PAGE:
Marinaccio: How did Apple deal with the press?
Richards: Mac was clearly very orchestrated. I think you're onto something in saying that it was really a landmark in event marketing and press relations. They certainly tried to hype up the publicity. Through conscious or unconscious leaks to the trade press, they got the press interested in Macintosh. The Lisa had already been out. So the people who cared about it-- which was a small group-- had an idea that there really could be some easy-to-use computer.
And I would say with the idea of the sneak previews, they were really able to drum up interest. In terms of the press coverage there were just little things here and there in the trade journals, as I recall it, little leaks about Apple's machine that's being made in this different building under Steve Jobs. There wasn't very much material about the Mac in the general press as I recall.
Marinaccio: I'm interested in how Apple dealt with the press before the introduction of the Mac, and whether their dealings with the press were more polished, and how that affected you as a journalist.
Richards: With the sneak preview, they really took product introductions to a new level, by really trying to get hype, trying to get exclusive coverage in national magazines, giving exclusive interviews, playing up the personality of Steve Jobs. And by using all the hyperbole he used about a computer for the masses-- talking about a bicycle for the mind, being like a telephone for your house, and so on.
So I would say in the high-tech industry it was a turning point in trying to market for the masses, trying to market technology in a consumer way, and trying to get the press hyped up about it.
Marinaccio: How did other high-tech companies deal with the press?
Richards: Most product announcements were very techie: they focused on bits and bytes and the operating system, and how many megabits of memory a machine had. Their press releases were pretty unreadable. There were huge trade shows like the National Computer Conference. It's like what Comdex is now. It was just industry insiders; it wasn't really consumer-focused. There were of course consumer companies like Commodore and Atari, but somehow Apple managed to create this panache around themselves.
Marinaccio: So how did these companies that had been doing very techie introductions change after the Mac introduction?
Richards: I think everybody went to the sneak preview idea, and to the idea that you would give certain press preferences. You really want to get it in Time magazine, or in Fortune, so you give them a preview a month ahead of time, while everybody else gets two weeks, or one week. There were also the embargoes. But it was really only the companies with money, like IBM and Apple, that could stage big events. It wasn't like every company could do this. From the press point of view, it got really complicated with all these sneak previews. Our position was not to participate in them.
Marinaccio: You mean the embargo process?
Richards: Yes, the embargoes. It just ties your hands too much. So I don't know what our policy is today, but at that time we did have discussions about what to do. In most cases we decided not to participate until right before the release date. That was our policy.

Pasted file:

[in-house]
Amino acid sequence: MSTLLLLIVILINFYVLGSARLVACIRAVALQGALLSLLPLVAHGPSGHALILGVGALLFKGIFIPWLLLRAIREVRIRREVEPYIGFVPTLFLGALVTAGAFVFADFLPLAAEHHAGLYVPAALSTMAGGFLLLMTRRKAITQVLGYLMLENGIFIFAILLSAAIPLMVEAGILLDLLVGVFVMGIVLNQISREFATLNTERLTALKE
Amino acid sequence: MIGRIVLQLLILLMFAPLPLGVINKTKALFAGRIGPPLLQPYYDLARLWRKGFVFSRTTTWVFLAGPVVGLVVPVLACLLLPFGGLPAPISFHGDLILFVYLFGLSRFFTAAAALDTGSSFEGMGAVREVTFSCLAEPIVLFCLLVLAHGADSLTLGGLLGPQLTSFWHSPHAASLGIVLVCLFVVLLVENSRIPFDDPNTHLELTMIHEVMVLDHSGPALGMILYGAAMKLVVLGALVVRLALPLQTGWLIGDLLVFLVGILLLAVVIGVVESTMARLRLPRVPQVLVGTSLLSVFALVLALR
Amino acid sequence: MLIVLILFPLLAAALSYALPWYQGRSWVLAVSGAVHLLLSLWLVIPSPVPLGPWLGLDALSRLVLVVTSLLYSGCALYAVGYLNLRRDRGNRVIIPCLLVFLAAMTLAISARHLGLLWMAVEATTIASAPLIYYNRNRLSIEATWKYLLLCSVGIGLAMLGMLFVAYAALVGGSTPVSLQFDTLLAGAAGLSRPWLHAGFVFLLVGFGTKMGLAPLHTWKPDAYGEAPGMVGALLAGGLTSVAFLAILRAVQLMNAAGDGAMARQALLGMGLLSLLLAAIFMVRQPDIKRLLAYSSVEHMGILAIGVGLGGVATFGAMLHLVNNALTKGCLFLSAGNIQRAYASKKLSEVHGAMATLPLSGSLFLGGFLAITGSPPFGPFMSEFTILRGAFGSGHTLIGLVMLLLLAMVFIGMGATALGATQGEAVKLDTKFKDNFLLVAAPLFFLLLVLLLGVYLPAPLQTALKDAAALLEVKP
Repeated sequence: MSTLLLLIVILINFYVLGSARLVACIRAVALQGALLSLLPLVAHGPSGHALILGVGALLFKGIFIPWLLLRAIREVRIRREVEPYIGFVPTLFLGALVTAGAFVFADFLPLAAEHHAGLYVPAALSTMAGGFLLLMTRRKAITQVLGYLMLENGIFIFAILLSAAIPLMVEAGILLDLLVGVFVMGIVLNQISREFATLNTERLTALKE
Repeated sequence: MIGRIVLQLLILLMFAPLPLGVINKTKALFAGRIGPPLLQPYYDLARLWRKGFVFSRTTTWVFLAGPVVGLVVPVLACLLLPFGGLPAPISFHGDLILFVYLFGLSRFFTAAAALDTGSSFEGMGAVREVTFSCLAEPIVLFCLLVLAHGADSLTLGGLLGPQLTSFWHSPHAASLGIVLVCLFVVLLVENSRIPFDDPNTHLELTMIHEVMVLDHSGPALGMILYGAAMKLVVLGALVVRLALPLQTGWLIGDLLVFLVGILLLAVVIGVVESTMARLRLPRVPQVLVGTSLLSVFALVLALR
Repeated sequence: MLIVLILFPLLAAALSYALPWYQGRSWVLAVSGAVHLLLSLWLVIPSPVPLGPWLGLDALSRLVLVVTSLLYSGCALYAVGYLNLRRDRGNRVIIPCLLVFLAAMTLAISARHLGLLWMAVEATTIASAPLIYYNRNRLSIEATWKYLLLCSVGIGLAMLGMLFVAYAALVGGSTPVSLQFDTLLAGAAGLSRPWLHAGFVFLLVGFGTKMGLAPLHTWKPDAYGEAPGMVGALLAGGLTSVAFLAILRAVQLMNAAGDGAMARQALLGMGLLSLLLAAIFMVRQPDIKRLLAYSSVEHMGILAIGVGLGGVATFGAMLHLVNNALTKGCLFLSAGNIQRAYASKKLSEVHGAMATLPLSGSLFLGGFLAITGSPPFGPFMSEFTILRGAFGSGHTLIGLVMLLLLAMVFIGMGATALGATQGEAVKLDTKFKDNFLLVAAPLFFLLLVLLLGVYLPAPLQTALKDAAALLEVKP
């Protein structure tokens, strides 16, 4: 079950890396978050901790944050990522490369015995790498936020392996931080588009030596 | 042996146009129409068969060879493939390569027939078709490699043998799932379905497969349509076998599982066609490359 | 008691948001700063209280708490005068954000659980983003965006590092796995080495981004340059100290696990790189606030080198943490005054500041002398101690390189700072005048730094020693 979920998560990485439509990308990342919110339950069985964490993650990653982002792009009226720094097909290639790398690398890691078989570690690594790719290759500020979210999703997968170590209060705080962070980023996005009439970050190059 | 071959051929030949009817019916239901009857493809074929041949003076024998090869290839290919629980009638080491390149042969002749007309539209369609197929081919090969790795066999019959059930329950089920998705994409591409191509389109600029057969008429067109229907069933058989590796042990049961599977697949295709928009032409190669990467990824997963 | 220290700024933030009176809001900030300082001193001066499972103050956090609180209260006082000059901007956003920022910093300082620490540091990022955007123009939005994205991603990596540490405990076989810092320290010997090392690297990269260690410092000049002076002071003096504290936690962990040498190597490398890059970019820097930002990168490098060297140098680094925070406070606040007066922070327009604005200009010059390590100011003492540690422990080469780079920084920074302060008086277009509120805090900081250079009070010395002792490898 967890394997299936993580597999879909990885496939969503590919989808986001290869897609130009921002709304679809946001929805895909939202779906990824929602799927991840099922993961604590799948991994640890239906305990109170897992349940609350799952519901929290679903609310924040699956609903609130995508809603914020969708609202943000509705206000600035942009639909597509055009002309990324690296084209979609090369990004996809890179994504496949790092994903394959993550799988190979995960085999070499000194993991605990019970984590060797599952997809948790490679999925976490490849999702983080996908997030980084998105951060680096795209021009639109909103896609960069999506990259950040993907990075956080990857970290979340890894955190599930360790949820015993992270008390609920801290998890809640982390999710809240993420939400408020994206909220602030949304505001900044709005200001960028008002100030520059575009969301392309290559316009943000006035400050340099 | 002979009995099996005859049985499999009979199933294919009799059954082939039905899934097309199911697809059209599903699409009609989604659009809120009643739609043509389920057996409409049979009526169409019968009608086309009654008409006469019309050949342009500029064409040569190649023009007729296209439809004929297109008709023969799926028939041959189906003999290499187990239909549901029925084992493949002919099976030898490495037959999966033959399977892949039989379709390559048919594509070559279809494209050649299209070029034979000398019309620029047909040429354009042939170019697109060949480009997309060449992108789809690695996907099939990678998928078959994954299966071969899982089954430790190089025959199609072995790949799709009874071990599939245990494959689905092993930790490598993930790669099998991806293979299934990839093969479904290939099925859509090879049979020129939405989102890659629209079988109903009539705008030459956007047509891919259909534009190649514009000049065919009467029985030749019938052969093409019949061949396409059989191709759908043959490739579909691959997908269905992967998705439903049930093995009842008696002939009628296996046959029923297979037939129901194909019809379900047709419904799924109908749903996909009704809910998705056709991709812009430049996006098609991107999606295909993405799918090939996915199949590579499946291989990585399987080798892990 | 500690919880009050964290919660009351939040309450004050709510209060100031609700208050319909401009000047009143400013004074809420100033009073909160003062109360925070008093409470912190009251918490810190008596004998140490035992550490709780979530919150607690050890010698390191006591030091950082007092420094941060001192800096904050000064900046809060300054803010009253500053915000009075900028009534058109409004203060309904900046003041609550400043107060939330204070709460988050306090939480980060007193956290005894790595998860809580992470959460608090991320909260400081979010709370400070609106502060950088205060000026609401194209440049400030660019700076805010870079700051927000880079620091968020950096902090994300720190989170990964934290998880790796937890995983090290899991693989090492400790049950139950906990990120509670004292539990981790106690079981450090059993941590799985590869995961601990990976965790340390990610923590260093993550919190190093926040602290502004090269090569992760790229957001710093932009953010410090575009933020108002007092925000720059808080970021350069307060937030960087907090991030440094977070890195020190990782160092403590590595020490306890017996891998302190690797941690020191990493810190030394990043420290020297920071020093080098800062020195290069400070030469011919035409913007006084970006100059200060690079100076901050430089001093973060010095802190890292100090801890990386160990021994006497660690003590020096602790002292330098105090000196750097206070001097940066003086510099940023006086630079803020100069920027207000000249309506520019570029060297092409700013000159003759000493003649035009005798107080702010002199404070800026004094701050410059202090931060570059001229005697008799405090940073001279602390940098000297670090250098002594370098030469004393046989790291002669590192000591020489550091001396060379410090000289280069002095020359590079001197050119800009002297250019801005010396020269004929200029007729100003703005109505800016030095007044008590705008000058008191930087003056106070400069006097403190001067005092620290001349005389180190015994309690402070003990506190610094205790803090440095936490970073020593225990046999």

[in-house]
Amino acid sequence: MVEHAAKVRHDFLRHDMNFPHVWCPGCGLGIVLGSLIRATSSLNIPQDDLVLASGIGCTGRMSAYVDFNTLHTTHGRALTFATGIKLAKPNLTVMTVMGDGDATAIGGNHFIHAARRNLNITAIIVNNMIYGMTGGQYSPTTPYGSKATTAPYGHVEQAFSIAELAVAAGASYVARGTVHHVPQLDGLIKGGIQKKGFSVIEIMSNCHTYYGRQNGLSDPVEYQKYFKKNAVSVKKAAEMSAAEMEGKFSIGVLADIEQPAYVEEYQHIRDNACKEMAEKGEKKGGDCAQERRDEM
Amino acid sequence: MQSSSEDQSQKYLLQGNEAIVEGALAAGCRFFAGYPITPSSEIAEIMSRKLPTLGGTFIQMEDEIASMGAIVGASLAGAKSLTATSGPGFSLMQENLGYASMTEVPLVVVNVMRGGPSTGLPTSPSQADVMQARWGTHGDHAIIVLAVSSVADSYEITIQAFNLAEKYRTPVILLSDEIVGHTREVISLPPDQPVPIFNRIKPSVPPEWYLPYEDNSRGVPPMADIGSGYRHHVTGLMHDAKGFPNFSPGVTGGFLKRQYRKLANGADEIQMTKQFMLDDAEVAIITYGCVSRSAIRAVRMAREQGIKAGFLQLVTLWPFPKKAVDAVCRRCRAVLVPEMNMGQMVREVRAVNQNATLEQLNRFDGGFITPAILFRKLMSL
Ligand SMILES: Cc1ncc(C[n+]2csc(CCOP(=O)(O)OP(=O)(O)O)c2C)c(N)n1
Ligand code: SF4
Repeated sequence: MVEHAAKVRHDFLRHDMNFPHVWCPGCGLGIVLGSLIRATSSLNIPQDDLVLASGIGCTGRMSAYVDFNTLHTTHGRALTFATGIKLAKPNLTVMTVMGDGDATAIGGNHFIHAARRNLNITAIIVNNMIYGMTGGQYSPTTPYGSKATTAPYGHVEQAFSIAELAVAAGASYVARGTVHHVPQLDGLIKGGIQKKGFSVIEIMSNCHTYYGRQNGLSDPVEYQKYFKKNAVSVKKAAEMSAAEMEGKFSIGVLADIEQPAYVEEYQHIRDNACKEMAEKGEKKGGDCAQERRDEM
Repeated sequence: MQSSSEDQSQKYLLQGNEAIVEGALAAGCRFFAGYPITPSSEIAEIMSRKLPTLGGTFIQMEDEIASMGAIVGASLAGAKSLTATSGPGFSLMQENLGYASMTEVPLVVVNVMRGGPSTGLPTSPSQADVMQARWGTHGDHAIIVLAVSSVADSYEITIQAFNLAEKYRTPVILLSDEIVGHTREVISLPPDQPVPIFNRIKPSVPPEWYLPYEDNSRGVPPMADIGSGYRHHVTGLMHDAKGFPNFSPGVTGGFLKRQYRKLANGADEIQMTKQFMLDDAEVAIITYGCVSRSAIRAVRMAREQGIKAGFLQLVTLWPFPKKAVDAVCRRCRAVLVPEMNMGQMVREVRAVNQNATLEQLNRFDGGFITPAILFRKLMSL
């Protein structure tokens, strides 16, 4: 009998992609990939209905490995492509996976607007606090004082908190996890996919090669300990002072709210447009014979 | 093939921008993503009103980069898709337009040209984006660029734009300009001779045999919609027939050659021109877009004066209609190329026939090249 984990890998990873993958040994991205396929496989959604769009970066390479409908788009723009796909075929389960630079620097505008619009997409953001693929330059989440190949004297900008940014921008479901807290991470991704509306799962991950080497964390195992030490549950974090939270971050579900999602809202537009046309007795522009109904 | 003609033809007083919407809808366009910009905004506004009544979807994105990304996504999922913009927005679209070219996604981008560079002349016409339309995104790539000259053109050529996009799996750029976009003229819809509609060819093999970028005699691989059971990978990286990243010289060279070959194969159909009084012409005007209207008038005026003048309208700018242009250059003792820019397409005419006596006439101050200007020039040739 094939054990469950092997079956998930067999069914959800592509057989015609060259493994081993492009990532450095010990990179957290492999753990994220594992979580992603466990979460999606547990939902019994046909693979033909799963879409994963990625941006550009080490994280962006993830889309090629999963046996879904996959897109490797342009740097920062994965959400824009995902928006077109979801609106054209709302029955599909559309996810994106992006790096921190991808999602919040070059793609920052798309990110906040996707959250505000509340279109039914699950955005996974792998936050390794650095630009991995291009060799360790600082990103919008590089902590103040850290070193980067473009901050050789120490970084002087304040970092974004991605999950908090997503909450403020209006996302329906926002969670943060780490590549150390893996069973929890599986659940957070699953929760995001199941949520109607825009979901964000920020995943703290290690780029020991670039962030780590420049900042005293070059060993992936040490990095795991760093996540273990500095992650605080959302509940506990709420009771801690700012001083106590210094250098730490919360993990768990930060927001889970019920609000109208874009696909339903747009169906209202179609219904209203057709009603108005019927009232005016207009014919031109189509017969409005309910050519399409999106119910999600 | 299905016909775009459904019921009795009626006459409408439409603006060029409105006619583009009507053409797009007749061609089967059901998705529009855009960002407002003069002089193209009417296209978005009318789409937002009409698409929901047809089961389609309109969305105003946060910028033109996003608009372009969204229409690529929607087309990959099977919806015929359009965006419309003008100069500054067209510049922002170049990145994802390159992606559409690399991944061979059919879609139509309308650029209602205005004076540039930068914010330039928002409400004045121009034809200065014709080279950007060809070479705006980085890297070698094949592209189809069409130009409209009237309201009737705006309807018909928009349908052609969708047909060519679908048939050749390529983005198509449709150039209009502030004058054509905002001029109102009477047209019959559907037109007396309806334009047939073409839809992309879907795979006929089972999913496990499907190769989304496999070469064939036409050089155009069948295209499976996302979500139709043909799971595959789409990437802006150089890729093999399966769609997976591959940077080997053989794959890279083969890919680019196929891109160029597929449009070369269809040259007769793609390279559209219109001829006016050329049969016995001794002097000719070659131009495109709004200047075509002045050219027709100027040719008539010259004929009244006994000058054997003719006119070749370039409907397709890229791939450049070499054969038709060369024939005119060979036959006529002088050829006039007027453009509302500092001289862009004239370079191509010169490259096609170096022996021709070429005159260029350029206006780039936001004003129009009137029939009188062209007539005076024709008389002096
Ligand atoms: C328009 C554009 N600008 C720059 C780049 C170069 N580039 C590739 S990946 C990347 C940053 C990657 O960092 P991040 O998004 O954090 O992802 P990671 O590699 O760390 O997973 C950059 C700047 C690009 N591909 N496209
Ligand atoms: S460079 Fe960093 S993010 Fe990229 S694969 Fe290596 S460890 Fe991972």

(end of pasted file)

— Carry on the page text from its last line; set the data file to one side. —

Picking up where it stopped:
We did finally attend a sneak, a day or two before the introduction. The sneak we went to was a newspaper one: it was for all the dailies who didn't want to be hamstrung. Newspapers don't want to be hamstrung by an embargo. So the Examiner, the Chronicle, the Mercury, and a couple other papers, all went. Steve Jobs did the talking, and made the presentation. It was in a small room, so it was intimate. He was polished, and all the metaphors like "bicycle for the mind" just rolled off his tongue. Sure, he'd said it 50 million times. But for people in the press, it was exciting to be able to talk essentially one-on-one with him.
Apple got an incredible amount of publicity out of this whole thing. It really worked for them. Across the board, there were huge articles in major publications. I assume that they felt it was a success. We clearly were elements in a hype process, manipulated by the company.
Marinaccio: Is that what it's like today?
Richards: Yes, now, that's just the way it is. But since I don't cover that, I don't know if there are more leaks, or fewer leaks. There was also the issue of leaks at the time. At some point, Apple made it very clear to their employees that if they said anything that they weren't supposed to-- which was basically nothing-- they would get in trouble. I don't know if that was in place at the time of the Mac intro, or later, when it became clear that the press was always trying to find information about Apple.
Marinaccio: How did you feel about Apple's relationship with the press, and the use of the sneaks and the extensive press kits?
Richards: Well, even through we knew we were being manipulated, we tried to minimize that as best we could, by not agreeing to go to an early sneak, and trying to find out as much as we could on our own, without relying on official press kits. So that's what we did. And that's what everybody was doing.
But Apple had it so hyped that the last couple of weeks before the introduction everybody was writing their guesses about the machine. If you look at the press then, everyone was spelling "Macintosh" differently: nobody knew how it was going to be spelled, because nobody had seen any of the official documents. So it was spelled with "Mc" and a capital "I" [McIntosh], or "Mac" and a capital "I" [MacIntosh], or with a space [Mac Intosh]. The whole press was full of rumors.
Marinaccio: So you were all quite aware of the hype.
Richards: Absolutely. But nobody had really perfect sources because nothing was exactly right-- until our story came out.